Linguist John McWhorter doesn’t go along with the prescribed narrative of Critical Race Theory, and as an African-American he’s received his share of opprobrium for that. He mentions the pushback in his new piece in Quillette (click on screenshot), but characterizes it as coming with the territory, and sometimes even useful. More important, McWhorter explains … Continue reading John McWhorter on the Harper’s letter
Eve Fairbanks is a journalist from South Africa, and her national origins play a substantial part in this rather weak essay on free speech in the Washington Post (click on the screenshot). Increasingly, I find long-form op-eds in both the New York Times and the Washington Post—the two sources I’m subscribed to besides Andrew Sullivan’s … Continue reading Another weak argument against the Harper’s letter
I used to think of Slate and Salon as brother sites, with Salon being the slightly unhinged and woker younger brother and Slate being the more serious elder. Well, Salon has gone down the drain of wokeness, and Slate is no longer nearly as interesting as it used to be, full as it is now … Continue reading Slate obliquely criticizes the Harper’s letter, blames Twitter for everything
I’ve been remiss in following—or even learning about—Noam Chomsky. I’m not much into linguistics, and, truth be told, I couldn’t even recount his big contributions there beyond the concept of Universal Grammar, or how well they’ve stood up over time. I have read several of his political pieces, so I’m aware of his severe criticism … Continue reading An interview with Noam Chomsky and why he signed the Harper’s letter
UPDATE: In a New York Times article, Thomas Chatterton Williams, a Haper’s writer who helped organize the letter, got specific with some of the incidents that inspired its creation: He said there wasn’t one particular incident that provoked the letter. But he did cite several recent ones, including the resignation of more than half the board of … Continue reading Pushback from Sean Carroll and others against the Harper’s letter promoting open discourse
HuffPo, one of the biggest exponents of “cancel culture”, now has published one of its longest articles claiming that such a culture doesn’t exist. The piece is a long and unconvincing response to the letter published last week in Harper’s (and four other international venues). That letter was simply a call for open debate, and … Continue reading HuffPo denies that “cancel culture” exists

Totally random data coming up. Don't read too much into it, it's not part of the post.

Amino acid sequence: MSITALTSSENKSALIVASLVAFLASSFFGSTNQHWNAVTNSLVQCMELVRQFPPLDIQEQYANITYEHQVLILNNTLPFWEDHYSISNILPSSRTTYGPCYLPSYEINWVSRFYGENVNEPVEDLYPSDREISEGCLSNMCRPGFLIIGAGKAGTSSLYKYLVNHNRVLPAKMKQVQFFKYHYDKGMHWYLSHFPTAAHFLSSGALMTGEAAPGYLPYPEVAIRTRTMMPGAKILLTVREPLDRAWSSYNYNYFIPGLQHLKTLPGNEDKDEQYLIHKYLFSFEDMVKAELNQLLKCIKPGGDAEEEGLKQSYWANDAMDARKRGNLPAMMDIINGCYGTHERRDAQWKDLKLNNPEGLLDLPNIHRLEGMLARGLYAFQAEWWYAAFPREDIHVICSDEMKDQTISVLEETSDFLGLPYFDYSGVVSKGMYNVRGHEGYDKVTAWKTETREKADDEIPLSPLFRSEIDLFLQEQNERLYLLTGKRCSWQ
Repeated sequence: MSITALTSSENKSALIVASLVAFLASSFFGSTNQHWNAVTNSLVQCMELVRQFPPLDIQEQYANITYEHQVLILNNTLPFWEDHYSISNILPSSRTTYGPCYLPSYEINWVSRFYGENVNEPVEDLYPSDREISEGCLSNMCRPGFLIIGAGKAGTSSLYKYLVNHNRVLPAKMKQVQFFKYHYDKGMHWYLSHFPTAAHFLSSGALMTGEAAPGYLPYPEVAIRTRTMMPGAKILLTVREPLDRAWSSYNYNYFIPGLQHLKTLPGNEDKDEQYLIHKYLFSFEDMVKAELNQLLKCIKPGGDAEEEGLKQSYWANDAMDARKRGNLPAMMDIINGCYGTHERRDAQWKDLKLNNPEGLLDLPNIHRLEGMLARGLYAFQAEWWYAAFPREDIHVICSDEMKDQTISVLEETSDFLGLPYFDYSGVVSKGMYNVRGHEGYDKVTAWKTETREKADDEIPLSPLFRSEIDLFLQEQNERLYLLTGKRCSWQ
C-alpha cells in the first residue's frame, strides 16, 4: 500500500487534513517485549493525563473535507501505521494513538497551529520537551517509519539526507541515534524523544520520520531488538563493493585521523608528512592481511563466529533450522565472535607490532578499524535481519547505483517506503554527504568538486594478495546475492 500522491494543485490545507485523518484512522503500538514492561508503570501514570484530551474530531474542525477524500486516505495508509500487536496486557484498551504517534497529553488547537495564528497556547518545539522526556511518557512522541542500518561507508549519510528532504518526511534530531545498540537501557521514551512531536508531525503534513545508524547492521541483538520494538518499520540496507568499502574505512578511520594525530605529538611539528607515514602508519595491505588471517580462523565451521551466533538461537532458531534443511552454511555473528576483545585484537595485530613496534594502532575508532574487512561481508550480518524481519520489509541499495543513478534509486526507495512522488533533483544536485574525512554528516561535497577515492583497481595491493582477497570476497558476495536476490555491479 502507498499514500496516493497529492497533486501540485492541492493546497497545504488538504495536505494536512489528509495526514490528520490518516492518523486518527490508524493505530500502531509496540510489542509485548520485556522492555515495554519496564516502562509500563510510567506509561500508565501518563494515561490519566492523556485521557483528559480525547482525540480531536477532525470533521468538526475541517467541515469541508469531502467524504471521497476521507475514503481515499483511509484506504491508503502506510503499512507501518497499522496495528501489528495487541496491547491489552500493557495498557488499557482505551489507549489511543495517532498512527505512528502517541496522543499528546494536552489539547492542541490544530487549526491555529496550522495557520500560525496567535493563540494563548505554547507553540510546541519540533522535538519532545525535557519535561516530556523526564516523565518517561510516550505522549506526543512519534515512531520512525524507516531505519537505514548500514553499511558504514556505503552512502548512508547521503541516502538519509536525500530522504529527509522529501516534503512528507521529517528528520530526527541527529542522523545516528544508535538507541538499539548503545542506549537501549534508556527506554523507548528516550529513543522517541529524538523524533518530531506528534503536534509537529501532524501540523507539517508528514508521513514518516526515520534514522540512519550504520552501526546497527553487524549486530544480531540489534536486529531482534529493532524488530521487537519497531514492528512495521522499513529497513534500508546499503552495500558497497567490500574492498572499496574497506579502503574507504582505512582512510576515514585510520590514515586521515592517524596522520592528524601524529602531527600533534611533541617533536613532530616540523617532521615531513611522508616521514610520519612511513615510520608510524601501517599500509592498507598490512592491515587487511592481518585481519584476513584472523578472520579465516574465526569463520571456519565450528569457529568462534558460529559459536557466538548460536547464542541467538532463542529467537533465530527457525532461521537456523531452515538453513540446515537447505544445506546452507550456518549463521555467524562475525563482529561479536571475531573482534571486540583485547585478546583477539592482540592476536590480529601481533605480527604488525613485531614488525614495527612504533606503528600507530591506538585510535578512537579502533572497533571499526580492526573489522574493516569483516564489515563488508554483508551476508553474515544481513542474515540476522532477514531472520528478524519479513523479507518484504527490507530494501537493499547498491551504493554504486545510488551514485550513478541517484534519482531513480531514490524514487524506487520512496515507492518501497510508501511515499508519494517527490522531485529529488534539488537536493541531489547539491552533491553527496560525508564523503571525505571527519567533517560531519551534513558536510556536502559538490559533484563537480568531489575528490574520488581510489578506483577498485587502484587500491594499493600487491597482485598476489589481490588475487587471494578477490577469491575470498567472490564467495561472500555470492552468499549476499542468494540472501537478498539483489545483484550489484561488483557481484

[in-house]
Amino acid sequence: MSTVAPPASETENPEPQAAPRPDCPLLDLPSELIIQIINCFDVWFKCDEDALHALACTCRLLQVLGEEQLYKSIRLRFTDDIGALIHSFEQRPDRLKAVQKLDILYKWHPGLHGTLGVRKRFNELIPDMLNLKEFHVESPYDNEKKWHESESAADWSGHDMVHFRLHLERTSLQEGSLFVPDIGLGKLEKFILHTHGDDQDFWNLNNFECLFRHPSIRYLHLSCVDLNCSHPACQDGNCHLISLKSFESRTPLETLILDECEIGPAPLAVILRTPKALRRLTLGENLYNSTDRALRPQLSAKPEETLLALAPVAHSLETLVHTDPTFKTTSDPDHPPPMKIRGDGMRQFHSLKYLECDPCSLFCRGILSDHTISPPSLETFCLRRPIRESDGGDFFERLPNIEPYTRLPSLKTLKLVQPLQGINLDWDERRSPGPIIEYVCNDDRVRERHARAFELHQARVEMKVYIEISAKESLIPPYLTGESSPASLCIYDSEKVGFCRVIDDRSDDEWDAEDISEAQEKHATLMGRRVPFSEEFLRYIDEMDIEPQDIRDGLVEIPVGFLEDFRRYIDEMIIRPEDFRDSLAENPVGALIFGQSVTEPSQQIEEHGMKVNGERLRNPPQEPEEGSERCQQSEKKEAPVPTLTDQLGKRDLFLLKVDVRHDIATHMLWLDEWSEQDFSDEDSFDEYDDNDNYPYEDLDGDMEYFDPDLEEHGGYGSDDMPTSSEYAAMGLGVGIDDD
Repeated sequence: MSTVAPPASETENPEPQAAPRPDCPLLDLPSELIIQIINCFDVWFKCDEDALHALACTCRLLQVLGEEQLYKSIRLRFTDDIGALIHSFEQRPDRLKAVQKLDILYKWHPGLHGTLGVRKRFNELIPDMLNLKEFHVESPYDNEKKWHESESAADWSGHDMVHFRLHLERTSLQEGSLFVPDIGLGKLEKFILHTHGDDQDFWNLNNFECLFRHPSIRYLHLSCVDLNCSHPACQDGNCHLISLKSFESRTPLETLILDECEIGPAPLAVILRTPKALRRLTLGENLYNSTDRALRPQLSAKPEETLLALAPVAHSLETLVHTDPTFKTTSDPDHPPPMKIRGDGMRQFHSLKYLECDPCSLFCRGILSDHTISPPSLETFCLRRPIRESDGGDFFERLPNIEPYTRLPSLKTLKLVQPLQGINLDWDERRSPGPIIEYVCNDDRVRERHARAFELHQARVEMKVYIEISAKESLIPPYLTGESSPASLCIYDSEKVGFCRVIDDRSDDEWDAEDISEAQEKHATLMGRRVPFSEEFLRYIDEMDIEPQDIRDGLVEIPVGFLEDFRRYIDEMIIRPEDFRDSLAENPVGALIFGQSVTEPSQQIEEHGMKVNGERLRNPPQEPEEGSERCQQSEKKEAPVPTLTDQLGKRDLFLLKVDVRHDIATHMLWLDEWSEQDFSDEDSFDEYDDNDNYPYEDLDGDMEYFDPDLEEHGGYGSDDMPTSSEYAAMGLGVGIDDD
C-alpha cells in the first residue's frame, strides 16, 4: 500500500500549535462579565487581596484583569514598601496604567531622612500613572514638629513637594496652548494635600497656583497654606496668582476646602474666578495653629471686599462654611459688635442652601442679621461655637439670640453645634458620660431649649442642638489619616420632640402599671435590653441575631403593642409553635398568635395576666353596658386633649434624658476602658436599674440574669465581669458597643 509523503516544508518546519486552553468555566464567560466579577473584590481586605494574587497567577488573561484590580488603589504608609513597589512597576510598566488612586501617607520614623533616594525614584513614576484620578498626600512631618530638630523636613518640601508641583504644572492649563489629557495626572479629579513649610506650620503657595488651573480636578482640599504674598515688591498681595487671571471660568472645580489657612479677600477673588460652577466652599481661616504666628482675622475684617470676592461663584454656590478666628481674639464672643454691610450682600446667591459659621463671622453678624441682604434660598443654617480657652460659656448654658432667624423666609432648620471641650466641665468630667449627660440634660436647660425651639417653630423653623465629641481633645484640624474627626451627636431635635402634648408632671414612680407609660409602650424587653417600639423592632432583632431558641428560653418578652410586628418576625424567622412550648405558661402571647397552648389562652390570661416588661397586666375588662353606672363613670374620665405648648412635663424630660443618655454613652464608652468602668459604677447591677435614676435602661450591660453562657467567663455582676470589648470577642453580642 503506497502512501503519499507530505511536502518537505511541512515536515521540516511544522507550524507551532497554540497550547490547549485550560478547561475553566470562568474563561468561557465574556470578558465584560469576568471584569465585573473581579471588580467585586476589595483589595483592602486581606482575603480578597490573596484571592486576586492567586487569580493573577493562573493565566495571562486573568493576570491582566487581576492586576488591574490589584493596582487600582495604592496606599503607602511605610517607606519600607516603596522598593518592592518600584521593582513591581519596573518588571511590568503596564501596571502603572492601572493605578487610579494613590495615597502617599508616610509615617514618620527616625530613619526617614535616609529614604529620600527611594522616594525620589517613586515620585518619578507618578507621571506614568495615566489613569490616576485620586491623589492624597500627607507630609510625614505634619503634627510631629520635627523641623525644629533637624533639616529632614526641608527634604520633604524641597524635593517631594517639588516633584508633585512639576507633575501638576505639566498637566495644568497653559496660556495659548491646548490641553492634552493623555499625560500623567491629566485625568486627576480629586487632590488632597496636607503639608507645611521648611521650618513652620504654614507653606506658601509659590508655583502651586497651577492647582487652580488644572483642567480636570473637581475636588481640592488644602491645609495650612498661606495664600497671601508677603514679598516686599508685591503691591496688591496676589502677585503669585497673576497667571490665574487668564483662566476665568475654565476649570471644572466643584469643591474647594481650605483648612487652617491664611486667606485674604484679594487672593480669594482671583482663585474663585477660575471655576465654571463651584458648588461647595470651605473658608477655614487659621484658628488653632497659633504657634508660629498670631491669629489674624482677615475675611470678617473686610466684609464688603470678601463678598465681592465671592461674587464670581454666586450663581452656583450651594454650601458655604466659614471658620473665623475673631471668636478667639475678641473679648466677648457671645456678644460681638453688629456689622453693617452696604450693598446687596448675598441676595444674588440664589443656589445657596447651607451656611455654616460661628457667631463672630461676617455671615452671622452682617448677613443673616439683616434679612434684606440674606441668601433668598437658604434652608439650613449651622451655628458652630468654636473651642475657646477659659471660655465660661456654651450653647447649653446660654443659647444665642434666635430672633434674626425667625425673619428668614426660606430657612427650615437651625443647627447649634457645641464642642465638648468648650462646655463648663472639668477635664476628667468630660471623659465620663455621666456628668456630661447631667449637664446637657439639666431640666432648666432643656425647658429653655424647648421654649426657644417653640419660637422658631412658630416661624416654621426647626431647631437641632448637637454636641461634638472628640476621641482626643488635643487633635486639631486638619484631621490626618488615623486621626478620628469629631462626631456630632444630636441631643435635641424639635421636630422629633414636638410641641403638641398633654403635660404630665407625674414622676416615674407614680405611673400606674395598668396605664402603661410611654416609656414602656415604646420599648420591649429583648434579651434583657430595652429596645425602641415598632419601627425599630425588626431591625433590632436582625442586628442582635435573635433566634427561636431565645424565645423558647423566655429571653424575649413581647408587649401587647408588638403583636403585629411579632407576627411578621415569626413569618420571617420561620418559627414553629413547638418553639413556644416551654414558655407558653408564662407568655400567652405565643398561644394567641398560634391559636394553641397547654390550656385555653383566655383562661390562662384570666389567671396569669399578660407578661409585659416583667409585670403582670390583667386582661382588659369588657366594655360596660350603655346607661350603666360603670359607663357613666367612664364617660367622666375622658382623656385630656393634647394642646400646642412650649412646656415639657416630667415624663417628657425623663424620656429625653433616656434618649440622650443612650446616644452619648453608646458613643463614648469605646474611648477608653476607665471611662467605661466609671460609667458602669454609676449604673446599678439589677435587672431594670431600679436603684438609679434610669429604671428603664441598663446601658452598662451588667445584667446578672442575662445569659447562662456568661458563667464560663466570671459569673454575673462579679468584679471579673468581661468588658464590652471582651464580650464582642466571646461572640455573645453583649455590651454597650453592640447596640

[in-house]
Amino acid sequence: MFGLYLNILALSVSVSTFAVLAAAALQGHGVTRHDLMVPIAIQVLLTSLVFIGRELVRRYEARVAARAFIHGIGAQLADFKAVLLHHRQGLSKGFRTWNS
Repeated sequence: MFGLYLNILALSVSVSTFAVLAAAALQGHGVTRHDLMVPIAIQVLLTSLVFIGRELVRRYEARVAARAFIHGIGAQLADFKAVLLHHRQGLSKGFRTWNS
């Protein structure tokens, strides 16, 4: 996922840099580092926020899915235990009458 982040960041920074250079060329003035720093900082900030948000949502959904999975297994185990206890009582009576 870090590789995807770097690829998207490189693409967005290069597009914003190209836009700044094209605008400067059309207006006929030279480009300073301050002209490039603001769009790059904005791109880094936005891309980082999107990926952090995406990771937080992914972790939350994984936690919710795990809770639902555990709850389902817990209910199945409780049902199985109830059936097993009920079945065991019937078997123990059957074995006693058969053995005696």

This letter in Areo (click on screenshot) gets the point of the Harper’s letter in a way that many outraged people and offended intellectuals didn’t. The author, who asserts that he’s a “nobody”, isn’t really: his Areo bio says this: Angel Eduardo is writer, musician, photographer, and designer in New York City. He has been published in … Continue reading Think “cancel culture” is a fabrication? Think again.
I was surprised to see this full-editorial-board opinion piece in yesterday’s New York Times. But any endorsement of freedom of speech is okay with me. Yet as I read it, I realized that the New York Times is really attacking “cancel culture” rather than endorsing free speech. Read on to see what I mean (click … Continue reading The NYT apparently doesn’t understand freedom of speech
The two noteworthy incidents in Cancel Culture this week—a term that the woke hate but seems pretty accurate to me—were the attempted demonization of Steve Pinker, involving a letter demanding that the Linguistics Society of America rescind two of its honors to Steve, and a letter in Harper’s and four other international magazines calling out … Continue reading Jesse Singal on “cancel culture”
Whether you think “Cancel Culture” is real depends, of course, on your definition of the term. In this article from The Nation, writer and critic Katha Pollitt, a Leftist and also a distinguished poet, defines “cancel culture” this way: Cancel culture—which I’m loosely defining here as a climate that encourages disproportionate social and/or work-related punishment … Continue reading Is cancel culture real?